2

I think the safest choice is to just follow the GNU guidelines[1], and license the Clojure code under GPL 3+ with an additional Clojure permission. At least, that's what I do for my projects (albeit with the AGPL3+)... I even helped writing a Leiningen template[2] that does just that for the GPL3+ :-) In case you prefer using the AGPL3+, the procedure is ...


2

If I understand the context correctly, I used the Eclipse IDE to create a Java project and used Eclipse's "Runnable JAR File Exporter" to export my project as a self-runnable Jar. As a result of this process, the exported Jar contains both my own original code and additional Eclipse binary code injected by Eclipse to support the self running feature. The ...


2

I wrote a letter to the Eclipse Foundation. The consultant pointed me to point 5 in their FAQ. My case falls under the term "linking". He warned that he isn't a lawyer, but offered the following short answer: The Eclipse Foundation does not consider linking with EPL content to be a derivative work and so you are not required to disclose your source code.


2

The EPL isn't a copyleft license. The EPL license doesn't claim to apply to program modules that are linked to the EPL code. You can choose any compatible license you like for your own code. The Apache and MIT licenses are both compatible with the EPL, but the GPL isn't.


1

Say for instance you use either the proprietary Microsoft Office or the FOSS LibreOffice. Can you read any document regardless of the document license (some of which have a CC license, some GPL, some MIT, some confidential/proprietary) and process and print it? Yes, sure! And will this impact the licensing of the proprietary Microsoft Office or the ...


1

Here is the skinny of how I understand patents and copyrights as a programmer: copyright == how the code is written patent == what the code does Copyright is for the code itself as an expression of instructions "fixed on some tangible medium" say a file on disk or a piece of paper. This is about how the code is organized and written. Copyright protection ...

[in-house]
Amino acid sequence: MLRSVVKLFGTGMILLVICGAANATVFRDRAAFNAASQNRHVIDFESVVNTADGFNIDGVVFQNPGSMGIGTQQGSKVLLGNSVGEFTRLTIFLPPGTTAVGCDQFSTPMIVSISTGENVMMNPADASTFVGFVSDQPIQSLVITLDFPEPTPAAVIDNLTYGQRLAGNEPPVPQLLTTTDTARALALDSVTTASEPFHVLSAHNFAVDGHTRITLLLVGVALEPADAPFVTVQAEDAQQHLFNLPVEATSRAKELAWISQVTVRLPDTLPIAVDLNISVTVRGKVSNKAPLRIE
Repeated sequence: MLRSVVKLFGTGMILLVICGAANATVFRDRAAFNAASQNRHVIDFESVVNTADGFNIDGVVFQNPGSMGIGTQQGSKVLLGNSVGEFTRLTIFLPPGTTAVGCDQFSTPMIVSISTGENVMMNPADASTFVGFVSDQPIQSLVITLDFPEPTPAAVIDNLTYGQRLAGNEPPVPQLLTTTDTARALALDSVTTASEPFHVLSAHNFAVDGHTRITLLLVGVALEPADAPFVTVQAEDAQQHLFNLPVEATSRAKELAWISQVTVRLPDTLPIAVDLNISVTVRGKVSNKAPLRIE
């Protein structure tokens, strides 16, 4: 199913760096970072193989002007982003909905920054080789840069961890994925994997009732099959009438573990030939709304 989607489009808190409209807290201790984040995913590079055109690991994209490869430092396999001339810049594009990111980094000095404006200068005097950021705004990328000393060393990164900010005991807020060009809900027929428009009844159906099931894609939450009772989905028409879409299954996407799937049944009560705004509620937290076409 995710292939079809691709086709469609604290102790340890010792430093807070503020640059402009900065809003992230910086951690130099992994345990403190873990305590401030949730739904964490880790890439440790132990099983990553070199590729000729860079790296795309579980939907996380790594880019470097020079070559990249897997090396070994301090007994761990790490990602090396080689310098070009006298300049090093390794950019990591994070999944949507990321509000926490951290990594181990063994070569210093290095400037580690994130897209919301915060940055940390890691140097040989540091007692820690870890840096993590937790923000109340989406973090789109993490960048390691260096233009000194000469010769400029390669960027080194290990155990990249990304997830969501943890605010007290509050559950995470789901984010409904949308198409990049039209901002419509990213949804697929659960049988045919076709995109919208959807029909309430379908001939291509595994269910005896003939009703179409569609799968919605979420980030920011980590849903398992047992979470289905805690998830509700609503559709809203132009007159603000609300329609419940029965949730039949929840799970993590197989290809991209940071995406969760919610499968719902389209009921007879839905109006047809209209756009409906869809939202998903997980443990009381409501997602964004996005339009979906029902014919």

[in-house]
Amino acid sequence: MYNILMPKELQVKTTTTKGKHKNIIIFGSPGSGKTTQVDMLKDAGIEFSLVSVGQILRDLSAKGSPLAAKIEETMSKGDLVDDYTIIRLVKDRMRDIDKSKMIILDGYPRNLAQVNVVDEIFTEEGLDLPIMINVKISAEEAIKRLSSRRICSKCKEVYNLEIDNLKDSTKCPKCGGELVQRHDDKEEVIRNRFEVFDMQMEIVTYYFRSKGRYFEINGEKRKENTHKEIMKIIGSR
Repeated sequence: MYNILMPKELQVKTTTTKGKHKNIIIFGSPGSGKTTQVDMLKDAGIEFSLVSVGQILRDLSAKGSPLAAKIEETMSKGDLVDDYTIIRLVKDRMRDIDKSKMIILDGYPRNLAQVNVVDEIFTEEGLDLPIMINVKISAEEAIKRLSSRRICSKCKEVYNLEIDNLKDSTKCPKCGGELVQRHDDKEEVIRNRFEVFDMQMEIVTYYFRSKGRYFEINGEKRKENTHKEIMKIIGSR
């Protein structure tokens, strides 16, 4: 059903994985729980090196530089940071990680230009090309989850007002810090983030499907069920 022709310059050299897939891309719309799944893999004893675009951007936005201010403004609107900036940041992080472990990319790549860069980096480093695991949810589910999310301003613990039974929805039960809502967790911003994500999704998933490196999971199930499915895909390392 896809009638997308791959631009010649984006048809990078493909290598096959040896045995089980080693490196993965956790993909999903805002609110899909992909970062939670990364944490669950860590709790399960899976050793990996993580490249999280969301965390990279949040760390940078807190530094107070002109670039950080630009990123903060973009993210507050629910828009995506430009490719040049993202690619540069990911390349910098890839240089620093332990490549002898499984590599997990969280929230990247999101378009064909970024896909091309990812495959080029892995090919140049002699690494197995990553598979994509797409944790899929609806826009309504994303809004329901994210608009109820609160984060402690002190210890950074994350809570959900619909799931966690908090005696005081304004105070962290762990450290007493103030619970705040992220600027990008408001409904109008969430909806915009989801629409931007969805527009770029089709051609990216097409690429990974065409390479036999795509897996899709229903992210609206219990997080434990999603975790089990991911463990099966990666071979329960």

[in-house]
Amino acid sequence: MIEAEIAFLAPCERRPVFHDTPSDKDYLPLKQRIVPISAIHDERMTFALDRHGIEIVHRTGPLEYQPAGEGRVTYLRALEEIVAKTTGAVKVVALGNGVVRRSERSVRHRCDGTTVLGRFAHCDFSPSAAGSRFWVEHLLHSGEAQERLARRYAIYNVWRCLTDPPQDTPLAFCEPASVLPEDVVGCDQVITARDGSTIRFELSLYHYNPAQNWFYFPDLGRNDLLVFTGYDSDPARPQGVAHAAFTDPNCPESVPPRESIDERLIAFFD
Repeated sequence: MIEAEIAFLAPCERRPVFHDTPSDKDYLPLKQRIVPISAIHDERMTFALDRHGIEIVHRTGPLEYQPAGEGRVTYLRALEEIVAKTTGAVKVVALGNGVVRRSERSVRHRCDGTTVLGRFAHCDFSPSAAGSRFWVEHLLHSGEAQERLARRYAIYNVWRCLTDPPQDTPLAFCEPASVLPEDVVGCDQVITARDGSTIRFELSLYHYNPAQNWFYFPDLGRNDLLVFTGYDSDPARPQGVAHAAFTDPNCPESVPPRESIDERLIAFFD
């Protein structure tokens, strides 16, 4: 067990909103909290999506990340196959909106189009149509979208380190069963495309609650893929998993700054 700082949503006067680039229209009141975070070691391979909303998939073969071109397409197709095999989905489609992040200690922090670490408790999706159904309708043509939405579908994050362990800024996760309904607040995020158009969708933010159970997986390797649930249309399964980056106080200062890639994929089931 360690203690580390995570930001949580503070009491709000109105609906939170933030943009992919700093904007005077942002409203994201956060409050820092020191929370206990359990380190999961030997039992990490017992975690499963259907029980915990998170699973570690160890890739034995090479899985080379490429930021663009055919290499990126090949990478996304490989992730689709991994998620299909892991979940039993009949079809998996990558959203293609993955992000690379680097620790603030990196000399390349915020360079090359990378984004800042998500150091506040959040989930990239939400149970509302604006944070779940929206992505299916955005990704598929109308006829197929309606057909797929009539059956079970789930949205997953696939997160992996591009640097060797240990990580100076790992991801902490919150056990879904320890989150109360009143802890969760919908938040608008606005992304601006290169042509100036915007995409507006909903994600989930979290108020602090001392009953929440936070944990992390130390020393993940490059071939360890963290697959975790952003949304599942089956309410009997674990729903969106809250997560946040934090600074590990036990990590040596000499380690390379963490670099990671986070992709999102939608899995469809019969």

1

I thought code can only be copyrighted, not patented? That would be the misunderstanding. It is more generally agreed that algorithms can't be patented, but (sadly) various jurisdictions allow patents on inventions implemented entirely in sofware to varying degrees, and similarly to varying degrees on business methods, if such are implemented in the ...


1

I'm using LGPL binaries, as well as EPL binaries for my open source project. Is this OK? Yes. And if yes, does that mean I should license my project under LGPL? The binaries are being used as dependencies for the project i.e. I'm just using them as-is without making changes to them. No: this is common for Java-based project to depend and re-use as-is ...


1

I find using the words "purely functional" very odd, it already has an established and very specific meaning. "Trivial" would be a better word. If some nontrivial code is already present in a program and you take and modify it (with a wizard or otherwise), it's better to treat it as a derivative work. You should check if they have any exception for it, and ...